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Sen. Kirsten Gillibrand takes up fight for veterans with mental issues

For years after leaving the Army, Iraq War veteran Kristofer Goldsmith seethed over his forced discharge after combat-related depression led him to attempt suicide days before he was scheduled to be sent back into battle. He embraced an outsider's attitude and wore a Mohawk haircut to indicate his disillusionment.
But disgruntlement gave way to organizing, and Goldsmith, a student at Nassau Community College, eventually persuaded Sen. Kirsten Gillibrand to look into the Pentagon's practice of kicking soldiers out of the military because of service-related psychological problems.
Gillibrand Wednesday cited Goldsmith's apprisals as she announced her support for legislation that would force the military to include psychological health experts on panels that handle appeals from veterans seeking to clear their records of disciplinary discharges.
"While the men and women of our military risk their lives to protect our country, too many of the service members have been discharged as a result of undiagnosed or improperly diagnosed mental-health conditions," Gillibrand said.
Gillibrand, who made the announcement at the NCC campus in Garden City, said unfair disciplinary discharges can deny veterans access to U.S. Department of Veterans Affairs medical care, disability checks, GI Bill student aid and other benefits they earned with their military service.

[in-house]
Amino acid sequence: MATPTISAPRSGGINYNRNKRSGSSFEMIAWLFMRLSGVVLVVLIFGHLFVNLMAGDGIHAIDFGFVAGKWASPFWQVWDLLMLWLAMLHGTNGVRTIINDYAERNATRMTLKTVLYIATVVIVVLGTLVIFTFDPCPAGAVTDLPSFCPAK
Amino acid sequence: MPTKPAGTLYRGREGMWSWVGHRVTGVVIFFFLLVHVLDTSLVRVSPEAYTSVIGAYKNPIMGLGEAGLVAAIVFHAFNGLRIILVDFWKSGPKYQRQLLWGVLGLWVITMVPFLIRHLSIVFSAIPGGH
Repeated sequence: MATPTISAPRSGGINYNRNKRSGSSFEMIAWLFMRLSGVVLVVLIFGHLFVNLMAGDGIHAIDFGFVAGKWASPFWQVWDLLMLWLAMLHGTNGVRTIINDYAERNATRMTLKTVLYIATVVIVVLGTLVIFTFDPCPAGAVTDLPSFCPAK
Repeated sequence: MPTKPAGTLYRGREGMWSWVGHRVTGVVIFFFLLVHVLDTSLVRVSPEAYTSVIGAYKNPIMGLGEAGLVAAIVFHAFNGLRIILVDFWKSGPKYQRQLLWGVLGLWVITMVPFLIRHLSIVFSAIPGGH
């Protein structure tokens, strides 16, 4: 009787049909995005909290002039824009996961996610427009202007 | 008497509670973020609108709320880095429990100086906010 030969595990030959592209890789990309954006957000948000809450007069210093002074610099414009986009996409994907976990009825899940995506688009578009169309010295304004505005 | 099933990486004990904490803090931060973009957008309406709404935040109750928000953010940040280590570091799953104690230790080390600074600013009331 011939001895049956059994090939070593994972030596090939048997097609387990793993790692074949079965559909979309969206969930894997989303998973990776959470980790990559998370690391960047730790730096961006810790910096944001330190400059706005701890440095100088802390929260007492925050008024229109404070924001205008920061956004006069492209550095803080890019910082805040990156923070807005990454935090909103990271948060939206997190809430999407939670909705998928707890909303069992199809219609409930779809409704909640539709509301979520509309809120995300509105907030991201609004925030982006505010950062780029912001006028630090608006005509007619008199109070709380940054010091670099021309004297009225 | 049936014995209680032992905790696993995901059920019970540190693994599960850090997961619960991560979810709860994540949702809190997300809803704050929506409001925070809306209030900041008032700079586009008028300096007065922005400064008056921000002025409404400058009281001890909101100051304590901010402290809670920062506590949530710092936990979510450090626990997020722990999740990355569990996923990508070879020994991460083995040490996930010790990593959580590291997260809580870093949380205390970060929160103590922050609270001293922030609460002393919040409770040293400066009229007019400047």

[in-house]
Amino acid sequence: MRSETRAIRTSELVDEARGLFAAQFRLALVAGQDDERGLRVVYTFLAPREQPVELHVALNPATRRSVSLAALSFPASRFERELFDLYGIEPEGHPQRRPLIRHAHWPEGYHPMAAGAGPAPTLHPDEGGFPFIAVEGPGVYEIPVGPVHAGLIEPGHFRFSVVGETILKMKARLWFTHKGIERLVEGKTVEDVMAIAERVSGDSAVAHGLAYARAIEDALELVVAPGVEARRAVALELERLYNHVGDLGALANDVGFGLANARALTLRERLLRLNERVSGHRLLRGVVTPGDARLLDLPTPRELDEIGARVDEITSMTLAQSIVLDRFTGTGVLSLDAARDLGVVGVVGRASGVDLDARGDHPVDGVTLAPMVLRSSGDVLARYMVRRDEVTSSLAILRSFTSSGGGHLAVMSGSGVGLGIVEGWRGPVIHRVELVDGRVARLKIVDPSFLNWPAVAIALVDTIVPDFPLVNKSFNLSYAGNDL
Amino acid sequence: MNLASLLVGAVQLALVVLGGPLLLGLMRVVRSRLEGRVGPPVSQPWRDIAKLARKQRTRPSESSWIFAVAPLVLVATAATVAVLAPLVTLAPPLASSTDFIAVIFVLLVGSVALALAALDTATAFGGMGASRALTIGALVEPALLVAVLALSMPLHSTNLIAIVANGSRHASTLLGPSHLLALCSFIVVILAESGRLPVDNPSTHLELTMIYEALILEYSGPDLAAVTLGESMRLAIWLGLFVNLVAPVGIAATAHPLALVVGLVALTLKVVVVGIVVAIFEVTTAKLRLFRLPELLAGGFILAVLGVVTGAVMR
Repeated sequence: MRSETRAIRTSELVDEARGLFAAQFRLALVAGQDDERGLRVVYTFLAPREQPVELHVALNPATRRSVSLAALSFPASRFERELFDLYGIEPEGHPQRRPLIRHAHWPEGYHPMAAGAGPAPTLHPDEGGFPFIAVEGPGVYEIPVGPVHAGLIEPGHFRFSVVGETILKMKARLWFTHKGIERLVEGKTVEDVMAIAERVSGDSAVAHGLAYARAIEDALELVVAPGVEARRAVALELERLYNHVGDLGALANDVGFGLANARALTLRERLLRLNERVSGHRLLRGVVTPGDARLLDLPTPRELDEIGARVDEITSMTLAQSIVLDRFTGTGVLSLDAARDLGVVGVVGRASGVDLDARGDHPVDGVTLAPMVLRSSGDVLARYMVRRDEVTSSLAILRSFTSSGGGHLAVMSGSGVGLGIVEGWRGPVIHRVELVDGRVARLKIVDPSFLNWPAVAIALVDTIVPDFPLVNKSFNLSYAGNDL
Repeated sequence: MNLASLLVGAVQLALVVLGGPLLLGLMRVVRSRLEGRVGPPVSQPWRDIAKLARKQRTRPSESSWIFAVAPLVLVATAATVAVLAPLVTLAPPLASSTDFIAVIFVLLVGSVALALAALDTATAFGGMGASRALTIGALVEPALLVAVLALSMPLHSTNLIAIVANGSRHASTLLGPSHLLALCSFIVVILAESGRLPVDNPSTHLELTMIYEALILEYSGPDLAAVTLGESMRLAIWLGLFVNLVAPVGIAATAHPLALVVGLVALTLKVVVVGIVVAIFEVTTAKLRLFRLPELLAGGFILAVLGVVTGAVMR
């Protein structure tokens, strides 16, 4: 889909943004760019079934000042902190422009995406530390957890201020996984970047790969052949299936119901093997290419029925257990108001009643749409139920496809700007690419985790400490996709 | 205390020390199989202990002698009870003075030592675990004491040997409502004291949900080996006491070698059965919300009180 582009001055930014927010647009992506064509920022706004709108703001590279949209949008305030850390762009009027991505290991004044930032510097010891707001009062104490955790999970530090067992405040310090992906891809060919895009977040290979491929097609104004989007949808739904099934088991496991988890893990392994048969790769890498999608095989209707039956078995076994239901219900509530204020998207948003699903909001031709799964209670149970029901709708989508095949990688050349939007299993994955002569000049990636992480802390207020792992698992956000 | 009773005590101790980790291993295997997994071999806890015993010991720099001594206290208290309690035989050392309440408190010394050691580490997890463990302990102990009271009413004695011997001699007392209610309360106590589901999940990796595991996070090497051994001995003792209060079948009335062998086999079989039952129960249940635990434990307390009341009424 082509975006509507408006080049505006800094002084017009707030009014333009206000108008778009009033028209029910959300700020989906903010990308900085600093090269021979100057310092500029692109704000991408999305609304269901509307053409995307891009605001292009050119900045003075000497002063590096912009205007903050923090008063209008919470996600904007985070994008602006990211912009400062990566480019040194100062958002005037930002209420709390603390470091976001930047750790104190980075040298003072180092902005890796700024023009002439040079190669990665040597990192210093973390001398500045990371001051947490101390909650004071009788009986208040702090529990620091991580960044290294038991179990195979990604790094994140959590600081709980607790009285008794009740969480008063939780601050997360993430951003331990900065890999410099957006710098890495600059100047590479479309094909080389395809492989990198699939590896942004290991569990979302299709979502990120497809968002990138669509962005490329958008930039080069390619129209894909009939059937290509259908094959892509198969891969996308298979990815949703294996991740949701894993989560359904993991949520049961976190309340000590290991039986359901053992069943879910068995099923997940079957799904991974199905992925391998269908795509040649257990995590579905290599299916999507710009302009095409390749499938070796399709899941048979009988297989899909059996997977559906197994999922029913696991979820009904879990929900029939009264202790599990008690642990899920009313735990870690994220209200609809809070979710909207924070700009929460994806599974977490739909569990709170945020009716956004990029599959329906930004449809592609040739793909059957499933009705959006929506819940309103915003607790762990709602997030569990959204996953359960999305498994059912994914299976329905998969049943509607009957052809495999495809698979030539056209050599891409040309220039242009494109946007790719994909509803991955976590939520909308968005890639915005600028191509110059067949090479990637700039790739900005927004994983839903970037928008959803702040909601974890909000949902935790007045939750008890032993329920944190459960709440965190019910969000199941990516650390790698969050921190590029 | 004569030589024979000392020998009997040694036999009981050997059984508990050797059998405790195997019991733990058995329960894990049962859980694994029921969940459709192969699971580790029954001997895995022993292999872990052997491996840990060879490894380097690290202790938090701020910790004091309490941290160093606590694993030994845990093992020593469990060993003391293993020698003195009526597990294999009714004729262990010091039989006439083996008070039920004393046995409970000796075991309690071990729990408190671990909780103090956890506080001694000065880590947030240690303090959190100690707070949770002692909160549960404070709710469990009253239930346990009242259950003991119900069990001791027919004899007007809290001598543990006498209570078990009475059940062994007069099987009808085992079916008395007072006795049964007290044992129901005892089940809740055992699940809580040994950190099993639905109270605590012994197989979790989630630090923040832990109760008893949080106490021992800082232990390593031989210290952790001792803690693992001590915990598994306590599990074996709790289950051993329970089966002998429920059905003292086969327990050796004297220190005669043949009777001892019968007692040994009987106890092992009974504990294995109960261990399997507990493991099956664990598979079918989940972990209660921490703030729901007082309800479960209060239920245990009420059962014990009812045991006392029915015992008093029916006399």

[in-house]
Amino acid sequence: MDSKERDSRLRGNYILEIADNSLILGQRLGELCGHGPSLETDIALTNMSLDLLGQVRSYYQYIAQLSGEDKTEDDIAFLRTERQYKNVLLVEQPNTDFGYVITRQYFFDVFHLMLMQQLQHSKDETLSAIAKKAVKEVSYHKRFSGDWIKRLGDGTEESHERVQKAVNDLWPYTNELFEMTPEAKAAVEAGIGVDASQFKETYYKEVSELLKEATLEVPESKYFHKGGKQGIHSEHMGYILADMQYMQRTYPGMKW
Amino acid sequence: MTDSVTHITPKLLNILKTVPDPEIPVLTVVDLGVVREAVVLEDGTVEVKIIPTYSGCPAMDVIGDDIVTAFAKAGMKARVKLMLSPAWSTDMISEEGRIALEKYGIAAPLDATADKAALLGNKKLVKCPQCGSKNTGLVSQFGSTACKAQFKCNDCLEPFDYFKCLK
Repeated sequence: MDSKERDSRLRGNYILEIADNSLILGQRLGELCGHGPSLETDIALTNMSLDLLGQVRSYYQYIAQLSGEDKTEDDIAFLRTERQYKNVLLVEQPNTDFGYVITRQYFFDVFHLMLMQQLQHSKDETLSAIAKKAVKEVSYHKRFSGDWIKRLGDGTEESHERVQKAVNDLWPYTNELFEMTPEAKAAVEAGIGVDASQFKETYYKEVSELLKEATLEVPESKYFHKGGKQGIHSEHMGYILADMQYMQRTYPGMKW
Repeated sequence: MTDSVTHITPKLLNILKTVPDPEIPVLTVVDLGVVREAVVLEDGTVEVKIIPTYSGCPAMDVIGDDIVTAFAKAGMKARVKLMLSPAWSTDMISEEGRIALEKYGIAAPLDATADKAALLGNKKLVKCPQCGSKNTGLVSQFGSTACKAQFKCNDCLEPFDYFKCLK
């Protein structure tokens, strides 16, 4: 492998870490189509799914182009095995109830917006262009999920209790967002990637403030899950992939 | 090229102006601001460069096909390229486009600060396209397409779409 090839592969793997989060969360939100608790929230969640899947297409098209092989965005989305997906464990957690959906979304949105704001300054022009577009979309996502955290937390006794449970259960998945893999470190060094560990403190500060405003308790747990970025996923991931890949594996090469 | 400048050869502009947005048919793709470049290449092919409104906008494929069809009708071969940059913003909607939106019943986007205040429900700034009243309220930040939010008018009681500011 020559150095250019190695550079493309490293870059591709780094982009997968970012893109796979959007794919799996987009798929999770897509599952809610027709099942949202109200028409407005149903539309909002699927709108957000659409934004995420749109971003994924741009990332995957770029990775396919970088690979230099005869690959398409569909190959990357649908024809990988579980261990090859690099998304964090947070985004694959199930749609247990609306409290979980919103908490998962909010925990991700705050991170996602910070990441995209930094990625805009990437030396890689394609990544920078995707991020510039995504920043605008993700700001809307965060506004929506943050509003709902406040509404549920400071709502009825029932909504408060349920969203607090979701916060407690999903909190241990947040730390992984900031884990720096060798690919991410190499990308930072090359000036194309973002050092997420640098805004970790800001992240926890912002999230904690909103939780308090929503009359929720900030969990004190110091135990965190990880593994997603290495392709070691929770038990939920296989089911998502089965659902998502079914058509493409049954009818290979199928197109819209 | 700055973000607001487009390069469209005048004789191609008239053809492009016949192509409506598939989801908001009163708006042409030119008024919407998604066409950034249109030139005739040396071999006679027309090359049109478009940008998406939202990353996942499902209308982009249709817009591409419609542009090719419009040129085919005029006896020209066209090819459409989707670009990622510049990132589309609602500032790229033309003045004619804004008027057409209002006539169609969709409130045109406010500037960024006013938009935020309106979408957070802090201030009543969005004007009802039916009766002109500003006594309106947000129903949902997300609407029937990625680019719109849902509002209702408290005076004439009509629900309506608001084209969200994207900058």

Employers often shun veterans who have less than a full honorable discharge, making it even harder for veterans to transition from military service to productive civilian life.
The Senate legislation, initially sponsored by Montana Democrats John Walsh and Jon Tester, was based on recommendations by the Iraq/Afghanistan Veterans of America, an advocacy group in which Goldsmith has emerged as a leader.
Last month, Goldsmith, 28, of Long Beach, led a group of several area veterans who visited members of Congress in Washington to advocate for the legislation and other pro-veteran policies.
"This bill will give veterans who are the most vulnerable a fighting chance," said Goldsmith, who is president of the college's veterans organization.
Goldsmith and other veteran advocates say the pressure to deploy troops during the height of the Iraq and Afghanistan conflicts caused the military to overlook psychological injuries soldiers sometimes struggled with.
A study by the nonprofit, nonpartisan Rand Corp. in 2008, after five years of war in Iraq, found that one in three individuals who were deployed reported suffering from post-traumatic stress disorder, major depression or a traumatic brain injury.
Goldsmith said he fell into depression during a 2005 combat tour in Iraq, after being subject to troubling duties that included photographing the bodies of more than a dozen Iraqi torture victims exhumed from a makeshift grave.
Despite drinking heavily and getting into fights after his deployment, he was ordered to return to Iraq for another deployment. Instead, he tried to take his life with a mixture of alcohol and opiate painkillers. He was accused of misconduct and kicked out of the Army with a general discharge a few weeks later, Goldsmith said.
He said his repeated appeals to the Army to have his discharge status upgraded have been denied, and that his status makes him ineligible for tuition, housing and other aid offered under the post-9/11 GI Bill.
John Rowan, a founding member of Vietnam Veterans of America, said thousands of Vietnam veterans continue to suffer decades after their service because of discharges based on undiagnosed combat-related mental problems.
"It is a very serious problem," Rowan said. "It means if you have PTSD, where do you go to get counseling? Where do you go to get help? And a lot of these guys had physical issues, but were considered persona non grata by the VA."

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